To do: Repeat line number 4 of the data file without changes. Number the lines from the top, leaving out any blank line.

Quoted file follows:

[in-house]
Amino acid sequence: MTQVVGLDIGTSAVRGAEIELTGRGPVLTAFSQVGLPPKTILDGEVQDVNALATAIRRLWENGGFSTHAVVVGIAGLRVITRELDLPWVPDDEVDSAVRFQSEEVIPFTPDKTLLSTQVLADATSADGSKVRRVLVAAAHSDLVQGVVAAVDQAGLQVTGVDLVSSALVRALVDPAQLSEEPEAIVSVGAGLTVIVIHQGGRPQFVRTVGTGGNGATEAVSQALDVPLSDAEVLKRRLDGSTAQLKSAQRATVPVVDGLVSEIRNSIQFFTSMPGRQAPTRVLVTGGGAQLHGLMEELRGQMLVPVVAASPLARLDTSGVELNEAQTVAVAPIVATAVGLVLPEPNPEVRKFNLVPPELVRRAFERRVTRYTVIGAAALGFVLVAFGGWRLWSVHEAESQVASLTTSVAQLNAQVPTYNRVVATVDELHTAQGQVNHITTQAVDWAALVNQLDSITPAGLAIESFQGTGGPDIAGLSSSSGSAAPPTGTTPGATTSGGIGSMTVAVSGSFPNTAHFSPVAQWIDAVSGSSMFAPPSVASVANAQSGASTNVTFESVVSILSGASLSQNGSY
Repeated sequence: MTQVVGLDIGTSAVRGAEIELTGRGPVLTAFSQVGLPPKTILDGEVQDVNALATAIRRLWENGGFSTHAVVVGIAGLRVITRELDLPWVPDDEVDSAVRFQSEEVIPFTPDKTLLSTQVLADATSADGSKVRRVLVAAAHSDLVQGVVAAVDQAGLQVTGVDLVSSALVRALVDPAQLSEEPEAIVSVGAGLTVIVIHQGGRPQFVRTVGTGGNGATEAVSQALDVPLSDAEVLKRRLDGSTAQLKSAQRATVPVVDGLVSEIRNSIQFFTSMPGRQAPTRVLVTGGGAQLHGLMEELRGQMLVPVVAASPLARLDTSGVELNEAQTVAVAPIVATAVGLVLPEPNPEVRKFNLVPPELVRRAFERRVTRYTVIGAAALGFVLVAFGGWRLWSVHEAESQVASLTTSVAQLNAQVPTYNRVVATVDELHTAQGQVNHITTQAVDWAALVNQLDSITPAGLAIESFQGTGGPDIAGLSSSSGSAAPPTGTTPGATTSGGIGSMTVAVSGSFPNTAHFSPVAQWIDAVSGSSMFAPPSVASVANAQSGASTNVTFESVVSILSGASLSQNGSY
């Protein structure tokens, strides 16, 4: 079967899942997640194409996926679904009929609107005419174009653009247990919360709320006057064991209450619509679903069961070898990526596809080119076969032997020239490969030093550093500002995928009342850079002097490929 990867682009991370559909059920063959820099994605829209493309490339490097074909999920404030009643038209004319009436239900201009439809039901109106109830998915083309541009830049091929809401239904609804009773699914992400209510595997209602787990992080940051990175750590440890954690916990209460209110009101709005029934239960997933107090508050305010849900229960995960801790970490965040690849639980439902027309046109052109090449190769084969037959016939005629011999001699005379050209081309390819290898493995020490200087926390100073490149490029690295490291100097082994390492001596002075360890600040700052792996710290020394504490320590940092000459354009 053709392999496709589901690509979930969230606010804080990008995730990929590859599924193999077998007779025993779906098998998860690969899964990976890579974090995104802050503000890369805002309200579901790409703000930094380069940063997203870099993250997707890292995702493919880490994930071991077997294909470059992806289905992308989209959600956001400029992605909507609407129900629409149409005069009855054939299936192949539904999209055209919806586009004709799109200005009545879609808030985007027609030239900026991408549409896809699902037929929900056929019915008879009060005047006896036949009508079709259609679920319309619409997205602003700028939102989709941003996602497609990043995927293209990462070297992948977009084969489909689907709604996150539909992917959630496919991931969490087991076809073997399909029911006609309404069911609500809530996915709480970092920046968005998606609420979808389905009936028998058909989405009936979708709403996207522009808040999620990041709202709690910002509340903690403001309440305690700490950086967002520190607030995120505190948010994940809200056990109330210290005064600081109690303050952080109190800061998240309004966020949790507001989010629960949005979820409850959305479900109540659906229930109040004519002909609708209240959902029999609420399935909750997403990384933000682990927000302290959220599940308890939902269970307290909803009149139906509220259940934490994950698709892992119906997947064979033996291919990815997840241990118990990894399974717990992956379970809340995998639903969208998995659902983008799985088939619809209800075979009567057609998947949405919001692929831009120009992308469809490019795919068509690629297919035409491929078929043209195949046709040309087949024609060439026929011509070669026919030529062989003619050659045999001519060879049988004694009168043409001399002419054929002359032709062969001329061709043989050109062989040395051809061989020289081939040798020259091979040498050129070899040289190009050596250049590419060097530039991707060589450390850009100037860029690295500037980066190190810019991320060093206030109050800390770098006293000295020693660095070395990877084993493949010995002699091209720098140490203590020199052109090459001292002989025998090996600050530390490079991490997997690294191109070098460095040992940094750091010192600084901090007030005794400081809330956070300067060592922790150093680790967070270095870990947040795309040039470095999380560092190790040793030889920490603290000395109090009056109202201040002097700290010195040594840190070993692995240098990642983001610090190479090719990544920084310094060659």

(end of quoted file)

């Protein structure tokens, strides 16, 4: 079967899942997640194409996926679904009929609107005419174009653009247990919360709320006057064991209450619509679903069961070898990526596809080119076969032997020239490969030093550093500002995928009342850079002097490929 990867682009991370559909059920063959820099994605829209493309490339490097074909999920404030009643038209004319009436239900201009439809039901109106109830998915083309541009830049091929809401239904609804009773699914992400209510595997209602787990992080940051990175750590440890954690916990209460209110009101709005029934239960997933107090508050305010849900229960995960801790970490965040690849639980439902027309046109052109090449190769084969037959016939005629011999001699005379050209081309390819290898493995020490200087926390100073490149490029690295490291100097082994390492001596002075360890600040700052792996710290020394504490320590940092000459354009 053709392999496709589901690509979930969230606010804080990008995730990929590859599924193999077998007779025993779906098998998860690969899964990976890579974090995104802050503000890369805002309200579901790409703000930094380069940063997203870099993250997707890292995702493919880490994930071991077997294909470059992806289905992308989209959600956001400029992605909507609407129900629409149409005069009855054939299936192949539904999209055209919806586009004709799109200005009545879609808030985007027609030239900026991408549409896809699902037929929900056929019915008879009060005047006896036949009508079709259609679920319309619409997205602003700028939102989709941003996602497609990043995927293209990462070297992948977009084969489909689907709604996150539909992917959630496919991931969490087991076809073997399909029911006609309404069911609500809530996915709480970092920046968005998606609420979808389905009936028998058909989405009936979708709403996207522009808040999620990041709202709690910002509340903690403001309440305690700490950086967002520190607030995120505190948010994940809200056990109330210290005064600081109690303050952080109190800061998240309004966020949790507001989010629960949005979820409850959305479900109540659906229930109040004519002909609708209240959902029999609420399935909750997403990384933000682990927000302290959220599940308890939902269970307290909803009149139906509220259940934490994950698709892992119906997947064979033996291919990815997840241990118990990894399974717990992956379970809340995998639903969208998995659902983008799985088939619809209800075979009567057609998947949405919001692929831009120009992308469809490019795919068509690629297919035409491929078929043209195949046709040309087949024609060439026929011509070669026919030529062989003619050659045999001519060879049988004694009168043409001399002419054929002359032709062969001329061709043989050109062989040395051809061989020289081939040798020259091979040498050129070899040289190009050596250049590419060097530039991707060589450390850009100037860029690295500037980066190190810019991320060093206030109050800390770098006293000295020693660095070395990877084993493949010995002699091209720098140490203590020199052109090459001292002989025998090996600050530390490079991490997997690294191109070098460095040992940094750091010192600084901090007030005794400081809330956070300067060592922790150093680790967070270095870990947040795309040039470095999380560092190790040793030889920490603290000395109090009056109202201040002097700290010195040594840190070993692995240098990642983001610090190479090719990544920084310094060659």